If diffusion enhances the spatiality of the sound, then I am interested to explore this aspect of my system.
I listen to about 98% jazz, of the straight-ahead variety. Miles, Coltrane, MJQ, Brubeck, Desmond and most significantly Stan Getz.
Conventionally, diffusion improves perceived ambiance while absorption improves imaging.
I suspect that the answer is somewhat dependent on the distance from the rear of the OB loudspeaker to the rear wall. Why, if the speaker is too close, then there is much more of a chance of the out of phase wave interfering with the sound coming off the front...so absorption should help.Here is a brief but interesting article:
I think that you can "simulate" the effect of diffusion by moving the panels out from the wall another 2-3' (not that you are going to leave them that way) which will then give you a different combination of direct sound, reflected sound and absorbed sound.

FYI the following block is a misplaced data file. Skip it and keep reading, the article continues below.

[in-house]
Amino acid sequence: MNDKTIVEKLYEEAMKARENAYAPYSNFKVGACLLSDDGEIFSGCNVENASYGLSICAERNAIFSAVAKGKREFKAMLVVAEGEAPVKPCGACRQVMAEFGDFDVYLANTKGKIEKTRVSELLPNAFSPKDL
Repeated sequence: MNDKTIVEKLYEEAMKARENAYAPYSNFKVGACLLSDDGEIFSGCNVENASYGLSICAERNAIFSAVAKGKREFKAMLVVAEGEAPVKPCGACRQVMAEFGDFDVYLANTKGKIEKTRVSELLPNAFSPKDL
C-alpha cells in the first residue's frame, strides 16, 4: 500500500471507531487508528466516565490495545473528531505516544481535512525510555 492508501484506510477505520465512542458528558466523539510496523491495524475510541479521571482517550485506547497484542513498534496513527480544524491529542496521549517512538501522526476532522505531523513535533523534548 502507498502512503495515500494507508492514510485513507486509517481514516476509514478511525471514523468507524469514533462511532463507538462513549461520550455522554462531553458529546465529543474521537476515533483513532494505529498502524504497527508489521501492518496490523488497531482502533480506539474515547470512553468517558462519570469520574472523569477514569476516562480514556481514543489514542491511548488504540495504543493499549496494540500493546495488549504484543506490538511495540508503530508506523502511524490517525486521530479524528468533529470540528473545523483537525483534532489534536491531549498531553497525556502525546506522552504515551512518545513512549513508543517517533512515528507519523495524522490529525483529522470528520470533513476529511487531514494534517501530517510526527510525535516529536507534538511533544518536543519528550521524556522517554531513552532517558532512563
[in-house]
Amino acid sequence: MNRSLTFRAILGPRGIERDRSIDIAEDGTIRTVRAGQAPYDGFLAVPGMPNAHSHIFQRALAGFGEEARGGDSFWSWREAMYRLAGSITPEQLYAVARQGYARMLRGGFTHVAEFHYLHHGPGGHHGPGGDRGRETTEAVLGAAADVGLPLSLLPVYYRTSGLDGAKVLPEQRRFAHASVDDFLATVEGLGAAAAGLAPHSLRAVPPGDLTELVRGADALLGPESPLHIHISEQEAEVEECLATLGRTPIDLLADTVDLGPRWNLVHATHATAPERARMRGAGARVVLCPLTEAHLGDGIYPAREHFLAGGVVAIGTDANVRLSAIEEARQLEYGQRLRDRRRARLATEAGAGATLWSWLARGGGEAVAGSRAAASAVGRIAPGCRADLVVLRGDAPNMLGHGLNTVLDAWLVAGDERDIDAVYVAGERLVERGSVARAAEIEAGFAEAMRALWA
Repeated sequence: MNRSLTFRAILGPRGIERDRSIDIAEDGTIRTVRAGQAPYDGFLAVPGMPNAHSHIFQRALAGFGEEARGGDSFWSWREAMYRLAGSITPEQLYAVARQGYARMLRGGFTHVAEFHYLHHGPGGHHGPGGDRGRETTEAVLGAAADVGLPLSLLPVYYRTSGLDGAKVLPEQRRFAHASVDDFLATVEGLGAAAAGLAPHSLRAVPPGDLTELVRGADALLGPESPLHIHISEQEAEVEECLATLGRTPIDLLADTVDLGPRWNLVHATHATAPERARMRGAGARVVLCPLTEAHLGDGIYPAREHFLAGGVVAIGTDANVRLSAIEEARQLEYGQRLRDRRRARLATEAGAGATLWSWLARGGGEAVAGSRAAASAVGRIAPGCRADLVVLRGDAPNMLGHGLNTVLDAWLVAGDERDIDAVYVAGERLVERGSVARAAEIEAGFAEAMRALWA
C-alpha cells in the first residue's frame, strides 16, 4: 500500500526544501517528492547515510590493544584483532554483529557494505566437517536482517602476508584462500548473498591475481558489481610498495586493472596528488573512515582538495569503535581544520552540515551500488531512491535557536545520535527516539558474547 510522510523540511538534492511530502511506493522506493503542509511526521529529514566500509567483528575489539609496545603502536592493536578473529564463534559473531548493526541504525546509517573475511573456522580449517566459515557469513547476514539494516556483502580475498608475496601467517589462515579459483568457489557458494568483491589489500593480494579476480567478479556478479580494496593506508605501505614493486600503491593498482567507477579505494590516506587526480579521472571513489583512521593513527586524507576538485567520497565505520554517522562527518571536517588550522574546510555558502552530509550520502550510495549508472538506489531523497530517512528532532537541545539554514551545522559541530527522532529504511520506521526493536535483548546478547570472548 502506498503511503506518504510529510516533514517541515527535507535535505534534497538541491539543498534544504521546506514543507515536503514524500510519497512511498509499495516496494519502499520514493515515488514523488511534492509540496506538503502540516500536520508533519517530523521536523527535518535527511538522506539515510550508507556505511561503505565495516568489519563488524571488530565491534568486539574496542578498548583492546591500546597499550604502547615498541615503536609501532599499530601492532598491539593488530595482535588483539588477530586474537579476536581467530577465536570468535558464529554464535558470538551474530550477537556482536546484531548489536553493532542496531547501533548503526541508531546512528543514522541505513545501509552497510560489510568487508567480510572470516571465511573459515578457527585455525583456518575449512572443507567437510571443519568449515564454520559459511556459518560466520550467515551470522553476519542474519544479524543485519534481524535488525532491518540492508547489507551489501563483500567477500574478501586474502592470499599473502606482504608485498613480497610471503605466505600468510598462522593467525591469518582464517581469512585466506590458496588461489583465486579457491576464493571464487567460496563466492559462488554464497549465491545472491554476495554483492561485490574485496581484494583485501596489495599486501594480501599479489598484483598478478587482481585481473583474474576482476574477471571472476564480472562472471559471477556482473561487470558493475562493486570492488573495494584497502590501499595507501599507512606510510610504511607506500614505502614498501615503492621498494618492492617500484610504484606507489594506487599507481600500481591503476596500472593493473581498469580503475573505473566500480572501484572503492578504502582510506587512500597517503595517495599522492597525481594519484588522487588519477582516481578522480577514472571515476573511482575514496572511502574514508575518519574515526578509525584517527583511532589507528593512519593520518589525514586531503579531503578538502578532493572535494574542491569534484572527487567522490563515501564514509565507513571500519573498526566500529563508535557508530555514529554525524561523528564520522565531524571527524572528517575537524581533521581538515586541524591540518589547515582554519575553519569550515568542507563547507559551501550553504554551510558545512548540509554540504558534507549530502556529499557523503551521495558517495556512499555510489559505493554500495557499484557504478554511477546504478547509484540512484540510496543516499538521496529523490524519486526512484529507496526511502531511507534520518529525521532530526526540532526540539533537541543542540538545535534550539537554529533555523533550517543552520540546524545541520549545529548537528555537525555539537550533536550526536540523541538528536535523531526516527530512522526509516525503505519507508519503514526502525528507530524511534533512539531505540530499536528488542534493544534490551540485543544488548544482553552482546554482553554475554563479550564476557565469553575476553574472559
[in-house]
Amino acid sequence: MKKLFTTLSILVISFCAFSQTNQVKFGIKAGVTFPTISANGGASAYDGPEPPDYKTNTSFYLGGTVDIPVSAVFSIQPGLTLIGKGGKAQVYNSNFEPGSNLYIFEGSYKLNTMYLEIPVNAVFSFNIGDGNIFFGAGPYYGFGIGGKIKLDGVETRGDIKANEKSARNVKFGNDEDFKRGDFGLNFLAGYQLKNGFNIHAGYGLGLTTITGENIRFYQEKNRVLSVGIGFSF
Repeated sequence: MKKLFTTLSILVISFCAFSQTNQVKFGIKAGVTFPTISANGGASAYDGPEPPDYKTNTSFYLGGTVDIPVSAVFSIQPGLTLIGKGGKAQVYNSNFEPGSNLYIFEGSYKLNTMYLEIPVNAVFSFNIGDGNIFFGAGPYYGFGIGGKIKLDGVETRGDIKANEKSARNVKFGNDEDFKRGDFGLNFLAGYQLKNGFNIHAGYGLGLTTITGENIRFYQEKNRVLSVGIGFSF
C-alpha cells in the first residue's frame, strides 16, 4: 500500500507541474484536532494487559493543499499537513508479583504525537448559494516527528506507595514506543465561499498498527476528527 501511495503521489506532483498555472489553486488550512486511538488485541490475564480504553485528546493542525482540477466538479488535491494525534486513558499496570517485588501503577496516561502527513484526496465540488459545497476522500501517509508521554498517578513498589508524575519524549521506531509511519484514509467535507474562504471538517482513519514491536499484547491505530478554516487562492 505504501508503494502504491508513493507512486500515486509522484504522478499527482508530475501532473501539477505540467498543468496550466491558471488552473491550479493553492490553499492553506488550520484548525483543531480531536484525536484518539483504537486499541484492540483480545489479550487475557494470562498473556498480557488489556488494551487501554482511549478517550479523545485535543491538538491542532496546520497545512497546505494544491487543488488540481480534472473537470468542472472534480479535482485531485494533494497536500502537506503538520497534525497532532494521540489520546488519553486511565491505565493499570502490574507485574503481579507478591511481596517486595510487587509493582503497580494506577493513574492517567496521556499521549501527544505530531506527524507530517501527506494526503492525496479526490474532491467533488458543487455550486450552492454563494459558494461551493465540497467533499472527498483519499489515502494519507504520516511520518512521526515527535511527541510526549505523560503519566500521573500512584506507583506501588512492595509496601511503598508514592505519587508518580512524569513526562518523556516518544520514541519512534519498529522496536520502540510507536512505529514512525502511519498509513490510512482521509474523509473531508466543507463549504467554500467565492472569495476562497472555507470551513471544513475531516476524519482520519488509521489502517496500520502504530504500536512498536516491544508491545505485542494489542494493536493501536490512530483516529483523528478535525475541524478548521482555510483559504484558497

What’s really needed is a test tone such as found on test CDs, say 315 Hz, which works fine, and an SPL meter. Then, determine locations in the room where sound pressure peaks 6 dB or higher than the average sound pressure in the room at moderately high loudness. Those locations are generally where acoustic devices - panels, resonators, etc. - should be placed. Without a method for placing acoustic treatments it’s like shooting blanks in the dark. As the system evolves you should find that the locations of acoustic devices can change along with the system changes. Ditto speaker locations. It’s a fluid situation.